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Meg Luce: How to succeed in couples therapy

Meg Luce
Columnist

You might be perfectly content with your relationship and have no need for couples therapy.

If so, yay for you! However, if you get caught in the same old arguments or things are feeling distant and stale, you may want some professional support. If so, it makes sense to get the most from your experience. So, what factors will help you succeed and get all you can from couples therapy?

First, according to an extensive literature review in the November 2019 issue of The Journal of Family Therapy, “…evidence supports the effectiveness of systemic interventions.” The JFT review included many studies of multiple models of couples therapy over decades. The findings document how the format of couples therapy (a type of “systemic interventions”) can effectively treat relationship distress, psychosexual problems, anxiety and mood disorders, and many other issues.



Since we know relationship therapy can be effective, what can clients do to optimize their experience once they decide to take a seat on the couch? Here are some common-sense suggestions couples seeking therapy may not have considered.

1. Choose a couples therapist who has specialized training or experience

Working with individuals requires a different skill set than helping distressed partners. Believe it or not, a person can get through a graduate-level education without much knowledge about treating couples. You may ask a prospective therapist about their training or experience in relationship counseling, and they can let you know.



2. Choose a therapist who can be a leader

It’s frustrating to go to therapy and have the same old fights that brought you there. I have told clients, “Hey, you can argue at home for free!” You want someone who can interrupt the patterns that are getting you into trouble in the first place. Of course, as the client, you will need to pipe down and allow the therapist to guide the session, which leads me to the next point.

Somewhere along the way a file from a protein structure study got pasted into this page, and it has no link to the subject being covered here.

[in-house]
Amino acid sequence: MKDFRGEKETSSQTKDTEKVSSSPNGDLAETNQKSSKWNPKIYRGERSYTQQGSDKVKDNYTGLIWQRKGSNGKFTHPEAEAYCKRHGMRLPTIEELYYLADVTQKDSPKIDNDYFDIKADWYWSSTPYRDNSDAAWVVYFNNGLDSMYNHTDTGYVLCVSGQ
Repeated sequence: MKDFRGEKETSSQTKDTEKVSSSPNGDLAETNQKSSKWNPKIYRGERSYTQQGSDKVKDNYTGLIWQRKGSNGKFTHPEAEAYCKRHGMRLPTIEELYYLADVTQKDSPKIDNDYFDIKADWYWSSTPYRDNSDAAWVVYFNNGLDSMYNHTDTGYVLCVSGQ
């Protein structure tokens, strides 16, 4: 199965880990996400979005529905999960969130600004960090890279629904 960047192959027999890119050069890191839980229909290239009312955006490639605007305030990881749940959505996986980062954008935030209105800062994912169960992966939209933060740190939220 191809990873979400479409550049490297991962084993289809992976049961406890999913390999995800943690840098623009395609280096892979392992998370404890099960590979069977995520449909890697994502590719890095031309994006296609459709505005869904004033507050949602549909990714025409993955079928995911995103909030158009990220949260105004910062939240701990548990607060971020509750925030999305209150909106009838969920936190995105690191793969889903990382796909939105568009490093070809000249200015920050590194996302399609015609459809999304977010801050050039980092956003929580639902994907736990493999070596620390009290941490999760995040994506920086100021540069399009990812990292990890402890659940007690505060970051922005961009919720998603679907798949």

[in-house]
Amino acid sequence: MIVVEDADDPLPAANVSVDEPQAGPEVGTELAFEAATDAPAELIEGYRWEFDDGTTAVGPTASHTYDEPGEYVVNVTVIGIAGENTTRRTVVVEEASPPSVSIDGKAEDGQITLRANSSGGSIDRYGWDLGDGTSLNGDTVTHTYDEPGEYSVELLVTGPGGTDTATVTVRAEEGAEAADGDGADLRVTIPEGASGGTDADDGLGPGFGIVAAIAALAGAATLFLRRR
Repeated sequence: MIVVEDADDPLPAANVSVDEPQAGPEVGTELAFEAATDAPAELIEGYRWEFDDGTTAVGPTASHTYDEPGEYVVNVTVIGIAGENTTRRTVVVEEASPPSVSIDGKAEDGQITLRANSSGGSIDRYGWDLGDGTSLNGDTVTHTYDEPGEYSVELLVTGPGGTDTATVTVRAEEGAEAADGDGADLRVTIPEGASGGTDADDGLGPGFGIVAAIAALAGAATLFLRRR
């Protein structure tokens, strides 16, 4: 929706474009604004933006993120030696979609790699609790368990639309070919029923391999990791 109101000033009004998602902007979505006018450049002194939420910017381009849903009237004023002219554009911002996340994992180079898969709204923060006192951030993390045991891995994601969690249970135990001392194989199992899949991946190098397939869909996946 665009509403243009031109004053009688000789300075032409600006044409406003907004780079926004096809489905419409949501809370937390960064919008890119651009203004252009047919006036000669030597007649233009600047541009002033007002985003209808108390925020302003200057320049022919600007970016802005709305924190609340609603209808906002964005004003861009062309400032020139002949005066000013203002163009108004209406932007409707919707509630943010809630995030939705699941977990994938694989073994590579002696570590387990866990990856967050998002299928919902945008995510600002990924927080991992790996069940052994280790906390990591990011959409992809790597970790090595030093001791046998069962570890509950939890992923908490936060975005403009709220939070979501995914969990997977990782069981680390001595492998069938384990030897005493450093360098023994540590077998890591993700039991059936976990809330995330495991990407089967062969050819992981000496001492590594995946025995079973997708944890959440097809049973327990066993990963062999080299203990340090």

3. Be a learner

You are in therapy to learn to do things differently. Succeeding in couples therapy is having a learning mindset. Rather than doubling down and making it your mission to prove that you are in the right, focus on listening and applying what you are learning. You might see how you are inadvertently getting in your own way of having the relationship of your dreams!

4. Focus on your part, not your spouse’s

It’s tempting to stay focused on your partner’s contributions to the problems. But when you dedicate yourself to changing your side of things, your chances of reaching your goals for a happier and more loving relationship increase by a long shot. This doesn’t mean staying in a relationship in cases of abuse. If there is abuse in the relationship, you may need to leave to be healthy and safe.

5. Pick a therapist you like!

According to “What the Evidence Shows” from the American Psychological Association (November 2019), a strong therapeutic alliance between therapist and client is a robust predictor of positive outcomes in individual and couples therapy. So, choose someone with whom you feel comfortable. Find a therapist who can walk the line of giving empathy and support as well as challenge you to look at your stuff!

Succeeding in couples therapy means having self-focused goals to improve the relationship. These goals could involve renewing the spark, building trust, healing wounds, speaking up, calming down, listening better, or learning to lead from your wise adult self rather than putting your inner defensive 3rd grader in charge!

Succeeding in couples therapy doesn’t mean staying together at all costs. Sometimes a couple may decide they will be happier apart, and succeeding could mean that the couple decides to separate with a spirit of goodwill.

One more thought, find a therapist who wants to work themselves out of their job! By this, I mean someone who wants you to learn all you can from therapy and apply it in your relationship at home. Practicing outside of therapy will help you and your partner succeed in creating a relationship you love.

Meg Luce, M.S., is a Marriage and Family Therapist in Grass Valley specializing in helping couples create satisfying relationships. You can find her contact info at https://NevadaCountyTherapist.com

Since we know relationship therapy can be effective, what can clients do to optimize their experience once they decide to take a seat on the couch?
Metro Newspaper Service

 

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